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Select a news topic from the list below, then select a news article to read.

Hidden Subsidies for Nuclear Power

The Government's  go-ahead for a new generation of nuclear power stations has sparked a fierce row over financial sweeteners to private sector operators. John Hutton, the Business Secretary, insisted there were no subsidies but the small print of the White Paper showed concessions had been given away.

Private companies who wanted to build new stations would have to pay for the entire cost while "meeting the full costs of decommissioning and their full share of waste management costs", argued Hutton who said atomic power was needed to reduce carbon and the growing reliance on energy imports.

But a campaign by French nuclear operator, EDF, and others to win Government help for an attractive financial framework which would make nuclear cost-effective against other forms of power appeared to have borne fruit.

· The Government is effectively making electricity generated by coal or gas more expensive by promising "greater certainty for investors" through unilateral action to underpin the price of carbon. Coal and gas power stations emit relatively large quantities of CO2 for which they will need costly permits.

UK Government To Pay Local Communities To Store Nuclear Waste

The operators of the controversial Sellafield nuclear complex have agreed to pay local people in Cumbria some £75m for expanding the only national dump for low-level nuclear waste.

The unprecedented deal – which is being called a "bribe" – is widely thought to be the precursor of a payment of at least £1bn to the community that agrees to take a much more controversial planned repository for infinitely more dangerous waste that will remain toxic for hundreds of thousands of years.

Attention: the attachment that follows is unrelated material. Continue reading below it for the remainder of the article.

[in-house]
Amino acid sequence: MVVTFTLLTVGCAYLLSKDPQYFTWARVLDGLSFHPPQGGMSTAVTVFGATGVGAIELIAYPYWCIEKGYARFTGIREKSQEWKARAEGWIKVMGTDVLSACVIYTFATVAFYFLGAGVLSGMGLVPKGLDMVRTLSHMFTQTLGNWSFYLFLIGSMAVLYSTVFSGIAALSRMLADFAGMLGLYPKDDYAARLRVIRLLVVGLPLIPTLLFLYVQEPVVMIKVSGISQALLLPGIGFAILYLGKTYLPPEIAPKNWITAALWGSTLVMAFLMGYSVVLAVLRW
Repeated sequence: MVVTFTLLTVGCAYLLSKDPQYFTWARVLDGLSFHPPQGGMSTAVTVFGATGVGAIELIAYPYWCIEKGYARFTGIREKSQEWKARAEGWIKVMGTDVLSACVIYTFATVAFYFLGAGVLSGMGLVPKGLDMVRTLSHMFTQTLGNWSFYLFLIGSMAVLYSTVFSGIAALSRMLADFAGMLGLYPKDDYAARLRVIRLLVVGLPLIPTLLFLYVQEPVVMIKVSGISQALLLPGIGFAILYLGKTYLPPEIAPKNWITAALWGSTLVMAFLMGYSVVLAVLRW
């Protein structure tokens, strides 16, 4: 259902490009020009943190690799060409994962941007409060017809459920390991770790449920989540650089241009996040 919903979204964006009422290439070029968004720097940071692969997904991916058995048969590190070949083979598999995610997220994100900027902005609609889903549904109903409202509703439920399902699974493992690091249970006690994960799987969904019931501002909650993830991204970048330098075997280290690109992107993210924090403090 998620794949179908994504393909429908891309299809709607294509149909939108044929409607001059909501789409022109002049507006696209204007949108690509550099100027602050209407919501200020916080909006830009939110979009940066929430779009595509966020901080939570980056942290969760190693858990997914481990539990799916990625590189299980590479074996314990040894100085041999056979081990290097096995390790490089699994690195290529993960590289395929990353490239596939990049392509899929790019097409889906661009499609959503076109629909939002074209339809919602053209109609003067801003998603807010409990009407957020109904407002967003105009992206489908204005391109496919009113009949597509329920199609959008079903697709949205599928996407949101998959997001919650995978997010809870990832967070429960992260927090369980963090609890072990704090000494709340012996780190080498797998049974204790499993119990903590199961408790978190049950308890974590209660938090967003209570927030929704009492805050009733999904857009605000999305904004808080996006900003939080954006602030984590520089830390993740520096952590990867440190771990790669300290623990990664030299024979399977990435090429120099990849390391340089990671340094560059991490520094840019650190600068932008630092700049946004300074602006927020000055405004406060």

The Government plans to invite communities across Britain to "express an interest" in hosting such a repository, and expects them to put forward proposals for inducements to take it that will "enhance "their "wellbeing".

Professor Gordon MacKerron, who until recently chaired the Government's official Committee on Radioactive Waste Management (CoRWM), said that the "totally surprising" move sets set a precedent for a much more expensive deal over a more controversial repository.

Annual Trident Maintenance Cost

Hansard, 3 Dec 2007 : Column 845W


Trident: Finance


Mr. Salmond: To ask the Secretary of State for Defence what the

estimated annual maintenance cost of the Trident weapons system is

expected to be in (a) 2007-08 and (b) each year until 2024. [169443]


Des Browne: The annual expenditure for capital and running costs of the

current Trident nuclear deterrent, including costs for the Atomic

Weapons Establishment, is expected to be around £1,500 million in

2007-08 and 2008-09, some 5 per cent. of the defence budget, and around

£1,700 million in 2009-10 and 2010-11, some 5 1/4 per cent. of the

defence budget. Spending plans for subsequent years will be set as part

of the Government's spending review process.

£4 Miilion Dounreay Clean-Up Cost

THE bill to deal with Dounreay's radioactive liquor spill within a waste plant is now expected to be over £4 million.

The job of recovering the fissile material which accidentally spewed on to the floor of a shielded cell in September 2005 has been much tougher than initially envisaged. A failure of management systems led to intermediate-level active liquid waste spilling over a steel drum after an automatic mechanism to release its lid failed to activate.

Before the flow was stemmed, 58 gallons had poured out, much of it mixing with a separate feed of cement powder.

It has also halted operation at the plant where the highly-active liquor – viewed as the site's highest hazard – is cemented in drums before being put in long-term storage.

Those dealing with the clean-up initially envisaged having the plant back in action in the summer of last year at a cost of about £1 million. But it has proved much trickier than anticipated.


Funding eliminated for new US warhead

As a result of action by Congress there will be no funding for programme to build a new US 
nuclear warhead, the Reliable Replacement Warhead, in the next financial year, 2008.
Funding was finally eliminated in the Consolidated Appropriations Act signed by President Bush
on 26 December.
The plan for a new warhead cannot go forward until the President develops a strategic nuclear